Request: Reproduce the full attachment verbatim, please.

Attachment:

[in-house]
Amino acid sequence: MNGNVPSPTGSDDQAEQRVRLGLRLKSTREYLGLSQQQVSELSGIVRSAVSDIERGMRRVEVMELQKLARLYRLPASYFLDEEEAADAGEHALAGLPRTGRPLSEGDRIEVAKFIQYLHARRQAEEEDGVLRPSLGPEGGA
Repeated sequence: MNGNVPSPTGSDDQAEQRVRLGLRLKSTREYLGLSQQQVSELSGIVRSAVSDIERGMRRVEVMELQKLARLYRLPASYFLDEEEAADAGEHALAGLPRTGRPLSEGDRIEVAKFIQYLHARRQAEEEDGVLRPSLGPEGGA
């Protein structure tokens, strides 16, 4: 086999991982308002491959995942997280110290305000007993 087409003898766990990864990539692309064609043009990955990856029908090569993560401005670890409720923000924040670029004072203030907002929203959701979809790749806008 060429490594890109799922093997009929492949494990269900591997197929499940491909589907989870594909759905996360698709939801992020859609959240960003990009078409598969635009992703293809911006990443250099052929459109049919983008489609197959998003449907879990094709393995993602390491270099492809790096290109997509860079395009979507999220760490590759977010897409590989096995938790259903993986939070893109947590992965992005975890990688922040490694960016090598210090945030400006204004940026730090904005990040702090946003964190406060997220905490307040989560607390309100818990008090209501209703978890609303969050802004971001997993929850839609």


[in-house]
Amino acid sequence: MNGNVPSPTGSDDQAEQRVRLGLRLKSTREYLGLSQQQVSELSGIVRSAVSDIERGMRRVEVMELQKLARLYRLPASYFLDEEEAADAGEHALAGLPRTGRPLSEGDRIEVAKFIQYLHARRQAEEEDGVLRPSLGPEGGA
Repeated sequence: MNGNVPSPTGSDDQAEQRVRLGLRLKSTREYLGLSQQQVSELSGIVRSAVSDIERGMRRVEVMELQKLARLYRLPASYFLDEEEAADAGEHALAGLPRTGRPLSEGDRIEVAKFIQYLHARRQAEEEDGVLRPSLGPEGGA
């Protein structure tokens, strides 16, 4: 086999991982308002491959995942997280110290305000007993 087409003898766990990864990539692309064609043009990955990856029908090569993560401005670890409720923000924040670029004072203030907002929203959701979809790749806008 060429490594890109799922093997009929492949494990269900591997197929499940491909589907989870594909759905996360698709939801992020859609959240960003990009078409598969635009992703293809911006990443250099052929459109049919983008489609197959998003449907879990094709393995993602390491270099492809790096290109997509860079395009979507999220760490590759977010897409590989096995938790259903993986939070893109947590992965992005975890990688922040490694960016090598210090945030400006204004940026730090904005990040702090946003964190406060997220905490307040989560607390309100818990008090209501209703978890609303969050802004971001997993929850839609």